Growing Green Fingers


IMG_0758Ever wondered what our food would be like without herbs? I for one, feel that my world as a Nudie Foodie would not be the same without my beloved herbs! Especially fresh herbs picked straight from the ground! Imagine how dull and tasteless your Thai Beef Salad would be without that zingy flavour from the fresh coriander leaves or imagine a roast leg of lamb without out it’s famous partner in crime, Rosemary. Even dried herbs can do wonders to an otherwise fairly dull tasting dish. A sprinkling of mixed dried herbs can bring a boring old spag bol to life and a Greek salad is not a Greek salad without some dried oregano to bring the dish together is it not?

Not only do herbs add flavour, depth and colour to meals, they also contain a myriad of nutrients that help us ward off illness and stay strong and healthy! Although I clearly adore herbs and use them religiously in my cooking, I am well aware that fresh herbs are not cheap! Especially if you are like me and use them in your cooking on a daily basis! So, I’ve decided to let you in on a little secret… Save yourself some coin and invest in your own mini herb patch! Now I know what you’re thinking…”But I live in the city  and I don’t have room for a garden!”


My little herb patch in the city!

Well if this is you, then I have some good news….ANYONE can grow some green fingers and grow a mini herb garden, even if you live in an apartment! All you need is a small balcony or windowsill, some good quality herb pots and fertiliser and then treat your herbs with some tender loving care! You don’t need masses of pots or different herbs, just choose the ones you use most often. Trust me, it is just the handiest thing to be able to decide what you’re having for dinner at the last minute then just duck outside (or to your windowsill) and pick a fresh bunch of your favourite herbs straight out of the soil!

From my experiences and from what my mum taught me growing up, some herbs are easier to grow (and maintain) than others. Basil, rosemary and mint are three such herbs that seem to withstand the test of time and can tolerate hotter temperatures than some of the others. Trust me, if these herbs can flourish and thrive even in the 45 degree heat of my parent’s garden in Central West QLD then they must be pretty tough! Coriander on the other hand is unfortunately very difficult to grow without the right climate conditions, so don’t be disheartened if you have trouble keeping this little baby alive!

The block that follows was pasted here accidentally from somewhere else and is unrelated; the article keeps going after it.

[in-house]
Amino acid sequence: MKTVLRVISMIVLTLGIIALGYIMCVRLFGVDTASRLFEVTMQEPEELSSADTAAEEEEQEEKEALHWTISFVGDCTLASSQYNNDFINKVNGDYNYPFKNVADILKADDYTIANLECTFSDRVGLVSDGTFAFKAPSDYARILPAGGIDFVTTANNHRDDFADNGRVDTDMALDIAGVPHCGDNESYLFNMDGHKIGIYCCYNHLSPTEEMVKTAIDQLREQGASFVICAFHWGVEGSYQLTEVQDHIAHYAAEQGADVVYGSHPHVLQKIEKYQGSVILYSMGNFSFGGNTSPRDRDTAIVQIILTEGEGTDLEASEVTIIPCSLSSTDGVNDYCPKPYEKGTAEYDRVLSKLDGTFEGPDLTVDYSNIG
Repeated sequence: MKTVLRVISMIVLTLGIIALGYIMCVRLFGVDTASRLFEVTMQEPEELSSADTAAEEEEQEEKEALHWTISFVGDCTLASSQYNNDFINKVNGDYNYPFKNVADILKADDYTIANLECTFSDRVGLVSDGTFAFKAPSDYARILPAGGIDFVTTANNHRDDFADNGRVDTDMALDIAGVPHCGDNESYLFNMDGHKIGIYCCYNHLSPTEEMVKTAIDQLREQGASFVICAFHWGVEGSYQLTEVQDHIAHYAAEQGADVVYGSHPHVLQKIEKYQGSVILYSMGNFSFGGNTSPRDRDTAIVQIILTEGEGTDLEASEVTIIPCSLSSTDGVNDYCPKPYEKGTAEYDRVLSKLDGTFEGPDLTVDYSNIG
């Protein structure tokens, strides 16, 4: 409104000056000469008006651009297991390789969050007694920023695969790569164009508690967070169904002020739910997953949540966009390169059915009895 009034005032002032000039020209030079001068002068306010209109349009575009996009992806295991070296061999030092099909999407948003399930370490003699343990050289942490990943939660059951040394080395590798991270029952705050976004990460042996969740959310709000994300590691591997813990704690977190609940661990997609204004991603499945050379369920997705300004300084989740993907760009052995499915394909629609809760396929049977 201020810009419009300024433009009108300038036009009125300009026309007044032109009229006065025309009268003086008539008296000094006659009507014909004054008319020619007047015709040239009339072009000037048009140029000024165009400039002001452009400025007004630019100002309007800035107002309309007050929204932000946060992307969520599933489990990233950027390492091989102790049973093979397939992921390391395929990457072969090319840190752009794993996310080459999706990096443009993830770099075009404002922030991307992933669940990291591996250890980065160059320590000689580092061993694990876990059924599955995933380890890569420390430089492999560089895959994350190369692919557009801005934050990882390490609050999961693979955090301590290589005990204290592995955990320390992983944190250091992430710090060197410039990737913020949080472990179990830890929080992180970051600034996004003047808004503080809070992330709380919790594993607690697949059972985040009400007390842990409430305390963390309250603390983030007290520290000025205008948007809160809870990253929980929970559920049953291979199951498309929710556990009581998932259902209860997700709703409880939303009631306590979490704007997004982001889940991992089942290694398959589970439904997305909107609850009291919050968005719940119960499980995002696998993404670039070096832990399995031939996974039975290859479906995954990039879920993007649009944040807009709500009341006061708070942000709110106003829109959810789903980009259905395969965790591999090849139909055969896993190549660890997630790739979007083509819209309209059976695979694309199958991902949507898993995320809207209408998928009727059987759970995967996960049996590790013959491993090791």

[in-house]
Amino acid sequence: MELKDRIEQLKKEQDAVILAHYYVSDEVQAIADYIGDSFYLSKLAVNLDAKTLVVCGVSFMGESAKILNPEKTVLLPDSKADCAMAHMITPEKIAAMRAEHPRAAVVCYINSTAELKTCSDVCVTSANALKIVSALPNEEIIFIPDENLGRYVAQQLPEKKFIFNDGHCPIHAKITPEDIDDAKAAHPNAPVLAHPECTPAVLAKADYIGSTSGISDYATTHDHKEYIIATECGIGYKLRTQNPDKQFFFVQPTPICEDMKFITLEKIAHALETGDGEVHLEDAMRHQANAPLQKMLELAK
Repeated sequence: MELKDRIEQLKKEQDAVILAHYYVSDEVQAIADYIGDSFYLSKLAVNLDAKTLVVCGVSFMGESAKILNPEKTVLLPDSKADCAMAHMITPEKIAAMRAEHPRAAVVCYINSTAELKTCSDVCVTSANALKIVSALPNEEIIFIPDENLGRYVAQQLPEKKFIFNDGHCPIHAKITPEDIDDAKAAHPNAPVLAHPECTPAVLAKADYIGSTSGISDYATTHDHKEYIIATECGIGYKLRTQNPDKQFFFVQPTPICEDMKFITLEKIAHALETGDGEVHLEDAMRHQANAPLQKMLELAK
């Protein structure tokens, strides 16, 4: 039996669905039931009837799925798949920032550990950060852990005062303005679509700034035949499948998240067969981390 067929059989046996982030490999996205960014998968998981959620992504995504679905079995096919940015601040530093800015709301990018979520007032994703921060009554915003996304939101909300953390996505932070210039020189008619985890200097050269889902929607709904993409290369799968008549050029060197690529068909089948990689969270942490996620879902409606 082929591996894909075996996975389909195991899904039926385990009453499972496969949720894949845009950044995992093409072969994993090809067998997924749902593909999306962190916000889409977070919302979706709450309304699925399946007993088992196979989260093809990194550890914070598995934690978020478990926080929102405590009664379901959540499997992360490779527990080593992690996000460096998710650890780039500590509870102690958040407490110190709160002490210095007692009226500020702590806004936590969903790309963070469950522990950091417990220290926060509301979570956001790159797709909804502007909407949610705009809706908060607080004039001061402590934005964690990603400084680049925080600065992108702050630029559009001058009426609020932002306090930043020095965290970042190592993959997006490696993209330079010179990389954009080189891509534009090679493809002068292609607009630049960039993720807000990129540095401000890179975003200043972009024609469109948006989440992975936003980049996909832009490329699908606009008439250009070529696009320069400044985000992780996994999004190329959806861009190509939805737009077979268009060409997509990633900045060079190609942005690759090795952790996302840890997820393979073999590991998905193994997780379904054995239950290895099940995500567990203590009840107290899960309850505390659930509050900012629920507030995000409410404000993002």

Though I live in the inner city, I am lucky enough to have a court yard with enough room to grow quite a collection of herbs including basil (which almost grows like a weed at times!), parsley, mint, rosemary, oregano, chives and sage. And I am telling you now my life would not be the same without it!

So, if you haven’t thought about giving it a go before, why not visit your local nursery or farmers markets next weekend and pick yourself up a couple of different types of herb pots and try your hand at becoming a green thumb! Not only will it save you a bucket load of cash in the long run (with a small herb pot costing you as much as one bunch of fresh herbs from the supermarket), but you will also be doing your little bit for the environment as a supporter of sustainable farming and food production!

Still not convinced? Have a look at the nutritional benefits that a couple of my favourite herbs have to offer…

Parsley and Basil-

These herbs are great sources of minerals including iron, magnesium, potassium and calcium, which are all required for a range of important daily bodily functions.

They are also rich in many antioxidant vitamins including vitamin A and beta-carotene (Vitamin A is known to have antioxidant properties and is essential for vision), vitamin C (a powerful antioxidant), vitamin E (a powerful antioxidant and anti-inflammatory) and a number of other forms of antioxidants.

Both of these herbs are also very rich in vitamin K, which is essential for many coagulant factors in the blood and plays a vital role in the bone strengthening function by helping the mineralization process in the bones.

But it doesn’t stop there, Parsley leaves are also rich in many essential vitamins such as vitB5 (pantothenic acid), VitB2 (Riboflavin), VitB3 (Niacin), VitB6 (Pyridoxine) and VitB1 (Thiamin), all of which play vital roles in carbohydrate, fat and protein metabolism!

Enough said! Let’s get growing!!



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